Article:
What Are The Things You Can Do To Minimize Allergy Symptoms?
If you’re one of the millions of people who suffer from allergies, you’re also likely to experience congestion, sneezing, a runny nose, and other irritating symptoms. Additionally, watery eyes, or itchy red, a scratchy throat, itching sensation, or ear fullness, a post-nasal drip sensation, or a minor cough may occur. Seasonal allergies, also known as hay fever or allergic rhinitis, can be discomforting.
If you suffer from these allergy symptoms, you are not alone – between 10% and 30% of the population suffers from similar symptoms. Allergy symptoms are responsible for millions of missed school and workdays each year and cost the healthcare system billions of dollars.
What are Allergy Symptoms?
An allergy occurs when the body’s immune system sees a substance as harmful and overreacts to it. The symptoms that result are an allergic reaction. The substances that cause allergic reactions are known as allergens. Allergens can get into your body in many ways to cause an allergic reaction.
- Allergens can be inhaled through the nose and lungs. Numerous species are small enough to float in the air. House dust, pollen, pet dander, mold spores, and latex dust are all examples.
- By mouth, allergens can be ingested. This includes food and medications consumed or ingested.
- Allergens can be injected into your body. This category includes medication administered via needle and venom derived from insect stings and bites.
- Your skin is capable of absorbing allergens. Plants such as sumac, oak, and poison ivy can cause allergic reactions when touched. Other examples include latex, metals, and ingredients in personal care and household products.
Minimize Allergy Symptoms
Without medication, the best way to control allergies is to avoid them altogether, but this is not always possible or realistic. Specific allergens, such as pollen, are microscopic, which allows them to travel great distances and cover a large amount of ground, surfaces, skin, and hair.
Therefore, if you have severe allergy symptoms that require medication, there are numerous ways to minimize your symptoms and resume your favorite activities, including the following:
Keep Indoor Air Clean
- Air conditioning should be used in both your home and car.
- If you have air conditioning in your home or forced air heating, use high-efficiency filters and regularly maintain your system.
- Using a dehumidifier, you can keep the air in your home dry.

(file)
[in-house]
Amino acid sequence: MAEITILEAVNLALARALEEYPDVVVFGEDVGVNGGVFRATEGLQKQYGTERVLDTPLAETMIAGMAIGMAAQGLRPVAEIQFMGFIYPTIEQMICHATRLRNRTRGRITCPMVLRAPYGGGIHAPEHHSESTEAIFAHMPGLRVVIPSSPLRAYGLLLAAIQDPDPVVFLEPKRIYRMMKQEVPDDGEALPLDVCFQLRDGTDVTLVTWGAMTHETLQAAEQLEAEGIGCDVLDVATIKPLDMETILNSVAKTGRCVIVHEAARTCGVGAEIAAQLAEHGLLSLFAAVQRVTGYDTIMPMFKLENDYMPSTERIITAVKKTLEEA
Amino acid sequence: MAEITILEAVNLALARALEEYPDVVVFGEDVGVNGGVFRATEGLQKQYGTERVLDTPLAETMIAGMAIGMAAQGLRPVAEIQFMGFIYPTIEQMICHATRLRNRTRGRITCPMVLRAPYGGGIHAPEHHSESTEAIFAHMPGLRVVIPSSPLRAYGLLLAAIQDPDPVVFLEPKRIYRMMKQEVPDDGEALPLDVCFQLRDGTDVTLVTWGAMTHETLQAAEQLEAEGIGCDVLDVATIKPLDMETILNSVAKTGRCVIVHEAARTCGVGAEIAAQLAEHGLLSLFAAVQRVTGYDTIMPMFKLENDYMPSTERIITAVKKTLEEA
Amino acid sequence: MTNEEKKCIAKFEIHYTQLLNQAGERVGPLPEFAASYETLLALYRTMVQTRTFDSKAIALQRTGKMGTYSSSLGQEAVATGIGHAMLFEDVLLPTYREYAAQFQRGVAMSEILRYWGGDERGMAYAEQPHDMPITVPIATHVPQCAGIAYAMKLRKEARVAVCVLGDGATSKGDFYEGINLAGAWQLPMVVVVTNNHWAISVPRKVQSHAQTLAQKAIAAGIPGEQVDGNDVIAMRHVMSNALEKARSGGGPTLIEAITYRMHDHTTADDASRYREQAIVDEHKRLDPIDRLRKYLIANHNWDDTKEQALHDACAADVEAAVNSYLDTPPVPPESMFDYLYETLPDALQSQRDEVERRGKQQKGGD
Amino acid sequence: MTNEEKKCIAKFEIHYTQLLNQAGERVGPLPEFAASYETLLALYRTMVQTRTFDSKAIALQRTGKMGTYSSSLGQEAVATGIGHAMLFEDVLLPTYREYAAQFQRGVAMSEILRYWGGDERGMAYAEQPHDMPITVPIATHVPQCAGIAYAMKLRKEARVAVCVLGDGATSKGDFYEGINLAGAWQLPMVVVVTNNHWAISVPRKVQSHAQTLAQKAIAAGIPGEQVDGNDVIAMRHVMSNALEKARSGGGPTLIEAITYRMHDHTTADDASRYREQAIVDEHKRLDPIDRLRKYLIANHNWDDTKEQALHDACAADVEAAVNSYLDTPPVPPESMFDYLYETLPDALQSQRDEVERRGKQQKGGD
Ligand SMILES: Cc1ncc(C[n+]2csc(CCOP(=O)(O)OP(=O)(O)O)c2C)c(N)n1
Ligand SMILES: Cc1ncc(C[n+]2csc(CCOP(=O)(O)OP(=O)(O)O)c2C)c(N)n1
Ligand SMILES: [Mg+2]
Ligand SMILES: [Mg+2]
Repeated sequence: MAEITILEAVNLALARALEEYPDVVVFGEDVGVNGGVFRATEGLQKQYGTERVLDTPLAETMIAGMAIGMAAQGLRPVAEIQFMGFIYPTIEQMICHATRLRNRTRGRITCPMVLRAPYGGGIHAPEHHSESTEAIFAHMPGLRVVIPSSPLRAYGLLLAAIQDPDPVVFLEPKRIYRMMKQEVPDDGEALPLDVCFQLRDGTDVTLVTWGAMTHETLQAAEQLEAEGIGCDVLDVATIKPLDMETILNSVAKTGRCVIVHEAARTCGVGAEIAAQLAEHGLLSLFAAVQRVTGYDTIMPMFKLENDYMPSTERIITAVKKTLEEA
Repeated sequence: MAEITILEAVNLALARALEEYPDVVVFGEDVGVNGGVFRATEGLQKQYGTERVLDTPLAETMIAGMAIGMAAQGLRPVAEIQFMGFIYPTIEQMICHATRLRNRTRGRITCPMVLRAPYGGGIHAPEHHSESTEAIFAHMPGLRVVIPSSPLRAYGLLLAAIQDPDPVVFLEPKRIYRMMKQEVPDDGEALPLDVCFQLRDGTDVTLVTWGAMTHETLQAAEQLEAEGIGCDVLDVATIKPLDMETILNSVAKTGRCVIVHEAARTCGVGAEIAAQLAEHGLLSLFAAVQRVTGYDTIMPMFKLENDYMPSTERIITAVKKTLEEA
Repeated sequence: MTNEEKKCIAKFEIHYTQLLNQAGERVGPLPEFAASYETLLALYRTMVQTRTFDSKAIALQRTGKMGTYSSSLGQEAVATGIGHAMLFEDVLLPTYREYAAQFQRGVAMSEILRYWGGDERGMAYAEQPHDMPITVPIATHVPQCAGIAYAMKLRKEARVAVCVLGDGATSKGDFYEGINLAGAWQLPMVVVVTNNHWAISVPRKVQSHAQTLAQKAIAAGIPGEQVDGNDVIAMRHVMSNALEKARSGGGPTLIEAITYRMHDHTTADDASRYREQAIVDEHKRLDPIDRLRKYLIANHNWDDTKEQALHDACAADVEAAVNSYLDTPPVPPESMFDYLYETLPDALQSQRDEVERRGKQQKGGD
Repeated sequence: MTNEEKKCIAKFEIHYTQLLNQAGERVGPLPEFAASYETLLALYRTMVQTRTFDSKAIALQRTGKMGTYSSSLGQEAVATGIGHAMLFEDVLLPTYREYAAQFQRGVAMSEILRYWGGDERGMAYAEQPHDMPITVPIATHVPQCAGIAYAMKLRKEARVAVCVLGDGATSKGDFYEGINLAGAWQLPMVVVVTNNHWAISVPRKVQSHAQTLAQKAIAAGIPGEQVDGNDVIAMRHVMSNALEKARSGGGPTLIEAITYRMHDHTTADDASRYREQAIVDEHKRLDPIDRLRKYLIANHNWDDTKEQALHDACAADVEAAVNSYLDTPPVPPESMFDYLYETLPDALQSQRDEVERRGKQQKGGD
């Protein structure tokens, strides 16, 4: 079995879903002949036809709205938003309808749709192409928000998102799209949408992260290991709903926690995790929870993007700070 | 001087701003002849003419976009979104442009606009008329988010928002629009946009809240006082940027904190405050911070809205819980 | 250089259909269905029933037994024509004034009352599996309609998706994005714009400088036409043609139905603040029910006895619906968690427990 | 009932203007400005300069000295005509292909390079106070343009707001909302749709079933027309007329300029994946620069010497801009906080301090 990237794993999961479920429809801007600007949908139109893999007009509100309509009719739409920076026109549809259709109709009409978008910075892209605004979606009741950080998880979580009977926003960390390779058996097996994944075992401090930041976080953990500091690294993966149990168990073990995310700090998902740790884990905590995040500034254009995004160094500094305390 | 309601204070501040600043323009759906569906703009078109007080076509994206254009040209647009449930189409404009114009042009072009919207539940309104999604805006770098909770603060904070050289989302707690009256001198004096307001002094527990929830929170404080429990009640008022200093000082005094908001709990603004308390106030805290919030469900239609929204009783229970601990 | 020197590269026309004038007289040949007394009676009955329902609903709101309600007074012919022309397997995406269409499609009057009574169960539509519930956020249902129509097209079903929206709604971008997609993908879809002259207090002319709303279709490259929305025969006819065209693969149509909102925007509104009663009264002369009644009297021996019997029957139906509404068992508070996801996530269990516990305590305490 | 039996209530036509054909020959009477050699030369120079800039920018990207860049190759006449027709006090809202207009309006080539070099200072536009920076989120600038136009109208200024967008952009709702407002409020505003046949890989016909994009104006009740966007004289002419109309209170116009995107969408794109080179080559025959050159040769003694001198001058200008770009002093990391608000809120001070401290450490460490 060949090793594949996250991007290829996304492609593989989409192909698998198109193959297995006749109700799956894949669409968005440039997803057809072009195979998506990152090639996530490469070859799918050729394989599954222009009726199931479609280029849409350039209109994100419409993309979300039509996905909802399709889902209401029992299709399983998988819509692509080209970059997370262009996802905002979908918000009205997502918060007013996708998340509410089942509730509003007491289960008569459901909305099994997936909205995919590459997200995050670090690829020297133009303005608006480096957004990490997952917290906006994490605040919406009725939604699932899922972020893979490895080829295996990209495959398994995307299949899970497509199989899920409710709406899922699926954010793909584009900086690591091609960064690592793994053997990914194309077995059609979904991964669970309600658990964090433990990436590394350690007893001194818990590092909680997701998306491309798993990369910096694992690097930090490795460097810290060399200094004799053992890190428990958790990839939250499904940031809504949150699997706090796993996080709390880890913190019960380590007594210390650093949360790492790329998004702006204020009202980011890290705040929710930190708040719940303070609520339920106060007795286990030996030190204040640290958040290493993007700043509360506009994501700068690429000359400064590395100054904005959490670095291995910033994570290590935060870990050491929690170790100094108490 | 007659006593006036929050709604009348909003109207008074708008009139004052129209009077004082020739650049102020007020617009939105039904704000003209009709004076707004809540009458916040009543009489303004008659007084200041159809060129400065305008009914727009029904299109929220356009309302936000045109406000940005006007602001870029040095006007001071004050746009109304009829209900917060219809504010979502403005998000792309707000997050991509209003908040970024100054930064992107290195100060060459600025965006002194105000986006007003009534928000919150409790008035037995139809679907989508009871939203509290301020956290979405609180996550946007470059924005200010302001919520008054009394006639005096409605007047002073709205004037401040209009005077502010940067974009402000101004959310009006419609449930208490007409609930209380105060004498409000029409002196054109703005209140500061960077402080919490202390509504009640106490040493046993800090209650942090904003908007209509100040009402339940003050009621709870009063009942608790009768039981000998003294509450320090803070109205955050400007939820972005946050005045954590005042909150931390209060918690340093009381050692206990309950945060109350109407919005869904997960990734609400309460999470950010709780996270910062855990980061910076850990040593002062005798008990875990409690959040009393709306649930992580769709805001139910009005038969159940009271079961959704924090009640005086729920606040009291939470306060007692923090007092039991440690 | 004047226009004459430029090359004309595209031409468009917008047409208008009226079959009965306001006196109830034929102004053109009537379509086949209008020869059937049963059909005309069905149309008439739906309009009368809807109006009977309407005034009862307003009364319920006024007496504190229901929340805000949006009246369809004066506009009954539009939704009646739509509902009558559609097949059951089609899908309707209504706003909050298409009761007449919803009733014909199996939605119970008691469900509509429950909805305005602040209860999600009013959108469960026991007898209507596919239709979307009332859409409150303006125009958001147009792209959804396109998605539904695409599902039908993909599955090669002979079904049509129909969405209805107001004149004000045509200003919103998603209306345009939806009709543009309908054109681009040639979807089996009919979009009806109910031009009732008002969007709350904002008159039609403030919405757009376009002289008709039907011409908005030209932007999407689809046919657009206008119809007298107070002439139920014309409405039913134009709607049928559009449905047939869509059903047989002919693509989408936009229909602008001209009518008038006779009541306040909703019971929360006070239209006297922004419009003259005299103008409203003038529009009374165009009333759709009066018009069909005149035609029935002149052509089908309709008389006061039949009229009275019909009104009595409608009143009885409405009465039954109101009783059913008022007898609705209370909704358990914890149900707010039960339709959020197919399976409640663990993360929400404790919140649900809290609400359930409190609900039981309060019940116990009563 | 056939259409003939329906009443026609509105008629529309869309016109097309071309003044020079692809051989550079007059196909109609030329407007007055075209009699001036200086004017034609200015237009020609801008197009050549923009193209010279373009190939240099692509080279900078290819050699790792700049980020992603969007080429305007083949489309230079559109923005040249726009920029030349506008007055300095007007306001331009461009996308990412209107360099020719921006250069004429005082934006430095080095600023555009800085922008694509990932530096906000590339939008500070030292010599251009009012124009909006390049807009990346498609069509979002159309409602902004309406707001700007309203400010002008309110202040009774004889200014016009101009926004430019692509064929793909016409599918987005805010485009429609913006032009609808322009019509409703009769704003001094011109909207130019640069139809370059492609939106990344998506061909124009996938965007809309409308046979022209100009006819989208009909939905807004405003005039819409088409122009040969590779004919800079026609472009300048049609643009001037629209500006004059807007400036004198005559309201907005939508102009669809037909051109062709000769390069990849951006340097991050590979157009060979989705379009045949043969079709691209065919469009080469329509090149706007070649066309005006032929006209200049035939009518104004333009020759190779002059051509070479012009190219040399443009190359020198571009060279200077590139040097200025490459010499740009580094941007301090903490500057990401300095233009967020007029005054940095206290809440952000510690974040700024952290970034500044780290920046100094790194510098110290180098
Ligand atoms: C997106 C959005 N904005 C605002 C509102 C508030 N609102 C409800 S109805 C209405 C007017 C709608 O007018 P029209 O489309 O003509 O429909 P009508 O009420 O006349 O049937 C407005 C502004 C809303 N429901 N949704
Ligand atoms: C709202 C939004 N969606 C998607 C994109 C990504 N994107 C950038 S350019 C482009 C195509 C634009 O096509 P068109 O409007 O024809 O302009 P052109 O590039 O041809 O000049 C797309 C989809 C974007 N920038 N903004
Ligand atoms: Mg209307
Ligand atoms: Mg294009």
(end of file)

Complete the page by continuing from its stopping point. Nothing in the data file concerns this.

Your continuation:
- Use a portable, high-efficiency particulate air (HEPA) filter to reduce airborne particles in your bedroom.
- Vacuum your floors regularly with a vacuum cleaner that has a HEPA filter.
Wear a Mask
Mask-wearing has become ingrained in the culture of many people, and with reason. Not only does this assist in protecting others from your cold or flu symptoms, but it can also assist in protecting you from pollen and other allergens.
An N95 respirator mask (available at most pharmacies, medical supply stores, and home improvement retailers) will filter out 95% of the small particles that trigger seasonal allergies.
Water, sugar-free juice, and other nonalcoholic beverages can help thin the mucus in your nasal passages, allowing you to breathe easier. Additionally, warm teas, broths, and soups provide beneficial steam.
Try an Over-the-counter Remedy
Allergy symptoms can be alleviated by using a variety of nonprescription medications. They are as follows:
Sneezing, itching, a runny nose, and watery eyes can all be relieved with antihistamines. Cetirizine (Zyrtec Allergy), Loratadine (Claritin, Alavert), and fexofenadine are all examples of oral antihistamines (Allegra Allergy).
A nasal spray can help alleviate allergy symptoms and has no severe side effects, though it is most effective when used before the onset of symptoms.
Nasal congestion can be relieved quickly, effectively, and affordably by rinsing your nasal passages with nasacort or flonase. Rinsing flushes mucus and allergens directly from your nose.
Congestion can be relieved temporarily with the use of oral decongestants, such as pseudoephedrine (Afrinol, Sudafed, and other similar medications). Some decongestants, such as oxymetazoline (Afrin) and phenylephrine, are also available as nasal sprays (Neo-Synephrine).
Nasal decongestants should only be used for a few days at a time. The use of decongestant nasal sprays for an extended period of time can worsen symptoms (rebound congestion).
Combination of Medications
Some allergy medications include both an antihistamine and a decongestant in one pill. Claritin-D (loratadine-pseudoephedrine) and fexofenadine-pseudoephedrine (Fexofen-D) are two examples of pseudoephedrine (Allegra-D).
When Home Remedies Aren’t Enough, Consult Your Doctor
For many people, avoiding allergens and using OTC medications alleviates symptoms. However, if your allergies persist, do not despair. Additional treatments are available.
If you have severe allergies, your doctor may recommend skin tests or blood tests to determine which allergens are causing your symptoms. Testing can assist you in determining the steps you should take to avoid your specific triggers and determine which treatments are most likely to be effective for you.
Allergy shots (allergen immunotherapy) may be a good option for some people. Also known as desensitization, this treatment entails receiving regular injections containing trace amounts of the allergens. These injections gradually reduce the immune system response that causes symptoms. Certain allergies can be treated with tablets and capsules.
Various factors can cause allergy symptoms to manifest themselves. However, there are methods for reducing the severity of these effects. If you are already experiencing severe allergy symptoms, you should consult your doctor before attempting any of these remedies.